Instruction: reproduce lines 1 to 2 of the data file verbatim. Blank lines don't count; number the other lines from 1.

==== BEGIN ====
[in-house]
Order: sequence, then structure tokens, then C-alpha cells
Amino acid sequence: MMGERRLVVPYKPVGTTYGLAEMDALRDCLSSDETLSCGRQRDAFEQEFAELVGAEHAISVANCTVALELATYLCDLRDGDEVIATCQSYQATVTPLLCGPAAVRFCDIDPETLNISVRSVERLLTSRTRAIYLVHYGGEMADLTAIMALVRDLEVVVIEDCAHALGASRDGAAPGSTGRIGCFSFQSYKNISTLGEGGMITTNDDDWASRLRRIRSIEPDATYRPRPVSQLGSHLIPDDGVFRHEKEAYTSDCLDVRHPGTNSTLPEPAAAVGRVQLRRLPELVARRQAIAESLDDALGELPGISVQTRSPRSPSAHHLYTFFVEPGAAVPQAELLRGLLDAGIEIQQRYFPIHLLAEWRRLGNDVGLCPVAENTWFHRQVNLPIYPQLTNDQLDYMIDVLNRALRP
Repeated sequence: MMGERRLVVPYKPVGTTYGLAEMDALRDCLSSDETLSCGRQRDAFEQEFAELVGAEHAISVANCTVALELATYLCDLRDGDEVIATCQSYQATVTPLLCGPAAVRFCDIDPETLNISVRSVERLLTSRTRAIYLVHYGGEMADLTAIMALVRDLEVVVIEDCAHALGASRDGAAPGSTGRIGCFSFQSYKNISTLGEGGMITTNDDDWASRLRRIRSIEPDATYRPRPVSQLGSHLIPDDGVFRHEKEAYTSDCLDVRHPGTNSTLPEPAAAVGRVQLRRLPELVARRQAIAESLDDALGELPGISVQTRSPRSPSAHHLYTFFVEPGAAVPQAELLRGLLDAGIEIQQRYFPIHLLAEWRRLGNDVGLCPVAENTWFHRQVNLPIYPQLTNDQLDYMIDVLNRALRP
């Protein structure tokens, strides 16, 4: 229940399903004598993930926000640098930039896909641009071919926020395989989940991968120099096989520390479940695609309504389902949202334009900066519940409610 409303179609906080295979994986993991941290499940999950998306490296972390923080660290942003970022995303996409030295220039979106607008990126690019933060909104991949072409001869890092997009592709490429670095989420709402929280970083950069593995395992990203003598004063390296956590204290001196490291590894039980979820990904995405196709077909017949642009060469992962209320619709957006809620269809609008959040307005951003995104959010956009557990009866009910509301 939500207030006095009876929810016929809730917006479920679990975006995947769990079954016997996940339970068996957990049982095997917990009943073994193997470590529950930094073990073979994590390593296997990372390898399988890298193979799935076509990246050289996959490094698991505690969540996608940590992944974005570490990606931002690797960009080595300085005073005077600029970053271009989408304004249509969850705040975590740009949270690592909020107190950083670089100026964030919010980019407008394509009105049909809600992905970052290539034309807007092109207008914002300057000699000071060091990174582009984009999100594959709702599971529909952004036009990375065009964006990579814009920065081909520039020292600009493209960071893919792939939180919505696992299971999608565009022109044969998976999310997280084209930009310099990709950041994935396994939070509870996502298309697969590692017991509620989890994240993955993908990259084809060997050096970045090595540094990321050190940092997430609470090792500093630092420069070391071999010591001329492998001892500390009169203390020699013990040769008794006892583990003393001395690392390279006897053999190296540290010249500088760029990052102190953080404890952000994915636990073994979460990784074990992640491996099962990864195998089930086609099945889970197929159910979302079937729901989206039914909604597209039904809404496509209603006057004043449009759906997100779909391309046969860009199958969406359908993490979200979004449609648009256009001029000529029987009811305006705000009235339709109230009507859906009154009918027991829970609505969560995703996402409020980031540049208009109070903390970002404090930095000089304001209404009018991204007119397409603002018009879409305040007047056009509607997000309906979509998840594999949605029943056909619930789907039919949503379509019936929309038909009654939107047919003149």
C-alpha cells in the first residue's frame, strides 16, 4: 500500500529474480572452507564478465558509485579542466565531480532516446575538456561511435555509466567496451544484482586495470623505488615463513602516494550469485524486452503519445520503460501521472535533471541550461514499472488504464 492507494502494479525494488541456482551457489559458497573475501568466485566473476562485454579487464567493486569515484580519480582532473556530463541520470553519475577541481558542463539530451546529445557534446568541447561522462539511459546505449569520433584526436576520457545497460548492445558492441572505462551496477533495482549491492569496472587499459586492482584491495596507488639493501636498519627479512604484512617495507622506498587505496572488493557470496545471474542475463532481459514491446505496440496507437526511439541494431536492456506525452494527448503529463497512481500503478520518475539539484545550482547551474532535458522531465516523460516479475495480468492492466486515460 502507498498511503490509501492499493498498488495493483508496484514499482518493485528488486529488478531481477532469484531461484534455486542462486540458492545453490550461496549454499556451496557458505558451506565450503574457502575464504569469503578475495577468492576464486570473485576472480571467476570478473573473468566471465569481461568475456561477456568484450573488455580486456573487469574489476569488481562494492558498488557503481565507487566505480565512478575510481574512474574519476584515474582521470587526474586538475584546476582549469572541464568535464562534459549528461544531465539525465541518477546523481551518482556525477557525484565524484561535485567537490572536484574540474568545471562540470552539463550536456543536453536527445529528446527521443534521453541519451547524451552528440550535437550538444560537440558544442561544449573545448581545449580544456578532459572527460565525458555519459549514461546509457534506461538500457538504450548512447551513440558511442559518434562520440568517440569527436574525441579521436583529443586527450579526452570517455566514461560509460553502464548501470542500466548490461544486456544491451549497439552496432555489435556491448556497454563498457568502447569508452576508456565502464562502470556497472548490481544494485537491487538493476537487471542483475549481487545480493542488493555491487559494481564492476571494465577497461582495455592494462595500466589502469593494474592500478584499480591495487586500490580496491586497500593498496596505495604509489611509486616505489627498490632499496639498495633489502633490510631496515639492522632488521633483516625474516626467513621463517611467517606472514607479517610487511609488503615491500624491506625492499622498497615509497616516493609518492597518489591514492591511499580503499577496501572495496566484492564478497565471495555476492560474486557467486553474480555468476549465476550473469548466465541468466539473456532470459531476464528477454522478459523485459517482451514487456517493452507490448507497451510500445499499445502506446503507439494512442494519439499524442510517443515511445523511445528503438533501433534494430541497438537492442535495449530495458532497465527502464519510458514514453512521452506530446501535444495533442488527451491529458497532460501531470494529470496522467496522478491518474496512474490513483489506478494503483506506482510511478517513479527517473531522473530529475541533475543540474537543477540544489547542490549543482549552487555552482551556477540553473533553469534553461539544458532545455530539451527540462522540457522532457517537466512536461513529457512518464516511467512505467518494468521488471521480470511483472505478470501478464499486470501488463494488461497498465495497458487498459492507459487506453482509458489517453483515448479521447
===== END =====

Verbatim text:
[in-house]
Order: sequence, then structure tokens, then C-alpha cells